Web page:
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The United States Navy Memorial

Navy Memorial Honoring the Men & Women of the Sea Services

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LAWSON-JOHN

JOHN  HENRY LAWSON

Rate/Rank
LANDSMAN
Service Branch
USN 12/1863 - 00/1865
Born
06/16/1837
PHILADELPHIA, PA
SIGNIFICANT DUTY STATIONS
USS HARTFORD (SLOOP)
SIGNIFICANT AWARDS
MEDAL OF HONOR
CIVIL WAR CAMPAIGN MEDAL
SERVICE MEMORIES

John Henry Lawson, an African-American, was born a free man on June 16, 1837, in Philadelphia, Pennsylvania, a region where Quaker Abolitionist philosophies had a strong influence.  Little is known of his formative years but as a young adult he volunteered for the Union Navy once the call for soldiers was made.  He was one of the first Black Pennsylvanians to volunteer and was given the entry rank of Landsman.  Though without seafaring experience, he was assigned aboard the USS HARTFORD.  Aboard the HARTFORD, Landsman Lawson was assigned to the shell whip on the deck just below the main gun station.  From this position he assisted with the successful battle for the city of New Orleans and participated in the offensive against Vicksburg, Mississippi, that led to the joining of Union forces to take the Confederate stronghold at Port Hudson, Louisiana.  However, it was the battle against Confederate Fort Morgan at Mobile Bay, Alabama, on August 5, 1864, that earned Landsman Lawson a Medal of Honor for service to his country.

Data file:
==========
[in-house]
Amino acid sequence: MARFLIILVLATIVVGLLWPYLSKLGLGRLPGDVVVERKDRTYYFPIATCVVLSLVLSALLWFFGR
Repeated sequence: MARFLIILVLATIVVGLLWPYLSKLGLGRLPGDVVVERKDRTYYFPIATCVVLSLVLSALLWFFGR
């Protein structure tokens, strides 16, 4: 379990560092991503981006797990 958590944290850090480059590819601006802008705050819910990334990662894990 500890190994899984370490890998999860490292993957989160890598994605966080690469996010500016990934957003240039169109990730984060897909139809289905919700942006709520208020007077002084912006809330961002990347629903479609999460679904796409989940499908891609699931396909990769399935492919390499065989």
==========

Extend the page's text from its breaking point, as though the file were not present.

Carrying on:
The battle was a fierce one with HARTFORD leading a battery of fourteen ships past three enemy forts.  It was attacked directly by the Confederate ship, CSS TENNESSEE.  Enemy gun shells bombarded the ship instantly killing four men and knocking Lawson unconscious.  When medical assistance tried to help, Lawson refused to go below deck for treatment saying, "The guns must be served first!"  Thus, with a severely wounded leg, he went back to his duty of supplying the gunmen with shells.

MEDAL  OF  HONOR  CITATION

‚ÄúLandsman John Henry Lawson, Landsman, U.S. Navy: On board the flagship USS HARTFORD during successful attacks against Fort Morgan, rebel gun points and the raid on Mobile Bay, Tennessee, on August 5, 1864.  Wounded in the leg and thrown violently against the side of the ship when an enemy shell hit the deck, Landsman Lawson, upon regaining his composure, promptly returned to his station and although urged to go below for treatment, continued his duties throughout the remainder of the action."

Lawson returned to Philadelphia after the war and died there on May 3, 1919.  He is buried at Mount Peace Cemetery in Lawnside, New Jersey.

Submitted by CDR Roy A. Mosteller, USNR (Ret)